Platinum nanoclusters are useful systems for nanoscience and nanocatalysis. However, the spontaneous aggregation of the nanoclusters, also called sintering, can cause Pt atoms to be buried inside larger clusters and become ineffective for catalysis.
Katsuyuki Nobusada, Institute for Molecular Science, Okazaki, and Kyoto University, both Japan, and colleagues have developed a simple and efficient method to inhibit the aggregation of Pt clusters supported on metal oxides. Introducing transition-metal dopants such as Ni into the clusters leads to the formation of Pt-Ni alloys. THis anchors the clusters to the support through the formation of strong chemical bonds between nickel atoms and oxygen atoms of the metal-oxide surface.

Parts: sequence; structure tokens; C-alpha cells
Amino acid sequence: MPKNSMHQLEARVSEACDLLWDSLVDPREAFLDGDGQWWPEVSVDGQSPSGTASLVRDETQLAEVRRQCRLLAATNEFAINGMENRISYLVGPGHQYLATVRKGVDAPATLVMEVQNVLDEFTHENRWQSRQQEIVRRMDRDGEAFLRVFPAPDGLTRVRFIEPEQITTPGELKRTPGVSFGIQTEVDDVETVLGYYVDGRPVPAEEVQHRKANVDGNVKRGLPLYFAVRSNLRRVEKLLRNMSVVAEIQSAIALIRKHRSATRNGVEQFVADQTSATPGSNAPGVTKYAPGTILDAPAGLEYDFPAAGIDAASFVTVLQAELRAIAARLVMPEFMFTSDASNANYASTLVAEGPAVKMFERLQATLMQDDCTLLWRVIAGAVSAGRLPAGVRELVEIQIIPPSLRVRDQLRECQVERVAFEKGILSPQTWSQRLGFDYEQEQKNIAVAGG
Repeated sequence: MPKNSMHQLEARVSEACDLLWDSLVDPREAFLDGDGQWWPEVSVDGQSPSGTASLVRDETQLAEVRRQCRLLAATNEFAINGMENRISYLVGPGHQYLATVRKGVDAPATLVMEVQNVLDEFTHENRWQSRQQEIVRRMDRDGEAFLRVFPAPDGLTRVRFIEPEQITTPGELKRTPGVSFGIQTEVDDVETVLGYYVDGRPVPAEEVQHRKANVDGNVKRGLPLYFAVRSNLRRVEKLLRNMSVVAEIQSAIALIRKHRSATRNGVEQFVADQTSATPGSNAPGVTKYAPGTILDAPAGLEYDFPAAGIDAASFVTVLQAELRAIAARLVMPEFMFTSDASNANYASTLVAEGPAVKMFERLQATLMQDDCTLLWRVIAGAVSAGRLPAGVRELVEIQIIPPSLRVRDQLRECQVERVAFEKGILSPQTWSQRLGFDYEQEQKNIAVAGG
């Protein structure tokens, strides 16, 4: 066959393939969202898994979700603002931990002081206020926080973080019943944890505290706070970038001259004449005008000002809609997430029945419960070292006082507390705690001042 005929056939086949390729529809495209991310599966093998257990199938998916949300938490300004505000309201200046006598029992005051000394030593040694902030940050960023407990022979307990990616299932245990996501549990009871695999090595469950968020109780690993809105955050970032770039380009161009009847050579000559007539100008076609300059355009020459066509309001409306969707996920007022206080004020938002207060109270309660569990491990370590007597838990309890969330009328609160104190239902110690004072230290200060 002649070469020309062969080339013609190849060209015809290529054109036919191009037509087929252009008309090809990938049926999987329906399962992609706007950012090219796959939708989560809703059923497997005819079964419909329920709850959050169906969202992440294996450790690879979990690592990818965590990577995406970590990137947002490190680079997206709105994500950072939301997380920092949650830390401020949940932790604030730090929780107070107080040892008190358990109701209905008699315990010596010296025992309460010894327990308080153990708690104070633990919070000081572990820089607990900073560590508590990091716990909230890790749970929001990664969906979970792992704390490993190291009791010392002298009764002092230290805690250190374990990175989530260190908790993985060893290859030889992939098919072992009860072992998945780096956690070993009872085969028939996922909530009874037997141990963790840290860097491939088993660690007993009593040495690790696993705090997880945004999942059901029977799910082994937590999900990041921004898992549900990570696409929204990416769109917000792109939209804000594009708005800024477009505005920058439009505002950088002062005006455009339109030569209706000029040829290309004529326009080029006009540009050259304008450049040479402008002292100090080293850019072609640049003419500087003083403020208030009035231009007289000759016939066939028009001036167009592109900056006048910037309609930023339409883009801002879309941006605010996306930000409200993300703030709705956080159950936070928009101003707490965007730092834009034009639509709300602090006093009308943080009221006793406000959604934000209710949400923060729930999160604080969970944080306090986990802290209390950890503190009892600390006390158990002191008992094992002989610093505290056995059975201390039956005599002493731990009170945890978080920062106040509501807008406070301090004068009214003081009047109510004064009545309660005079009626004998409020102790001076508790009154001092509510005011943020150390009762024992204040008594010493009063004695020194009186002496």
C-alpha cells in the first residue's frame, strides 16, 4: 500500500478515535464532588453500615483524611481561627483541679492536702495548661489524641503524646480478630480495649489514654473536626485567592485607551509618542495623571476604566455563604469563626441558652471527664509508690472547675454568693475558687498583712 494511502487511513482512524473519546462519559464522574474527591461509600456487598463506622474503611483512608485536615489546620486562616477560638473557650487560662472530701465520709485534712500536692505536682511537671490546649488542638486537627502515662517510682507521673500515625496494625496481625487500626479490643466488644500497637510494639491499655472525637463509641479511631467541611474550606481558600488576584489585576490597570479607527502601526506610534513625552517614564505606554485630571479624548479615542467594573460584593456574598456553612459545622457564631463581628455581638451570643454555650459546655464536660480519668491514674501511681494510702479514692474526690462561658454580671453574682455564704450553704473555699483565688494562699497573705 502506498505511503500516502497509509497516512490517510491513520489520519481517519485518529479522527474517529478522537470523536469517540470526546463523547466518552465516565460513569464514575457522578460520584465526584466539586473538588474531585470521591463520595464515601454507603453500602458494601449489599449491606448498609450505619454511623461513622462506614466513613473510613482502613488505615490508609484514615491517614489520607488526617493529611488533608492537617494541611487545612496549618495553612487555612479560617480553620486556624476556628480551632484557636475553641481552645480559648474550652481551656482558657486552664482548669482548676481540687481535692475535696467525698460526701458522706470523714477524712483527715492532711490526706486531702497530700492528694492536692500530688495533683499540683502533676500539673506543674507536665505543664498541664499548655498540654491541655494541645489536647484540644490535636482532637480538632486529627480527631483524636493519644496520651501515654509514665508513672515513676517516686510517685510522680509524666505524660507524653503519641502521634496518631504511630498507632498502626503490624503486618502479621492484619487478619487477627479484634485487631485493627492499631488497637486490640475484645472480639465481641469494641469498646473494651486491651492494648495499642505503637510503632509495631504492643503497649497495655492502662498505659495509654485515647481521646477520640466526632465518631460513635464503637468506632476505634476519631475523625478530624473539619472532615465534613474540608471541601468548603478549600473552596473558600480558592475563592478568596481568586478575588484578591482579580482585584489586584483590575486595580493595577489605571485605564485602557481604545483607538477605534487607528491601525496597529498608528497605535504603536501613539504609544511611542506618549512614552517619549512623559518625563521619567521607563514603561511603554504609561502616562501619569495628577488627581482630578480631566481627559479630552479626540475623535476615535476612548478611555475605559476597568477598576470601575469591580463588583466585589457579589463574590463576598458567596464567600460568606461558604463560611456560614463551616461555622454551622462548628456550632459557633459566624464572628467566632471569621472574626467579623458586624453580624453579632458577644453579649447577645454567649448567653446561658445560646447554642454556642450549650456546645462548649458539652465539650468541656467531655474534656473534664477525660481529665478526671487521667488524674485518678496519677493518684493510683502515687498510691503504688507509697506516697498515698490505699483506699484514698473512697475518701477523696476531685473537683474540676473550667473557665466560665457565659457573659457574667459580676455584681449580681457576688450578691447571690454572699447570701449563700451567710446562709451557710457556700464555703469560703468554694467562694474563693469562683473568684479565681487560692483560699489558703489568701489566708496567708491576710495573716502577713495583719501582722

The researchers used first-principles molecular-dynamics (FPDM) simulations, enhanced by free-energy sampling techniques, to investigate how the dopant behaves within the clusters to efficiently increase the free-energy barrier and prevent aggregation. This approach harnesses the different intrinsic affinities of Pt and Ni (or comparable metal atoms) towards oxygen to prevent sintering and thus minimize the amount of rare and expensive Pt atoms needed for nanocatalysis.
- Simple but Efficient Method for Inhibiting Sintering and Aggregation of Catalytic Pt Nanoclusters on Metal-Oxide Supports,
Kenichi Koizumi, Katsuyuki Nobusada, Mauro Boero,
Chem. Eur. J. 2016.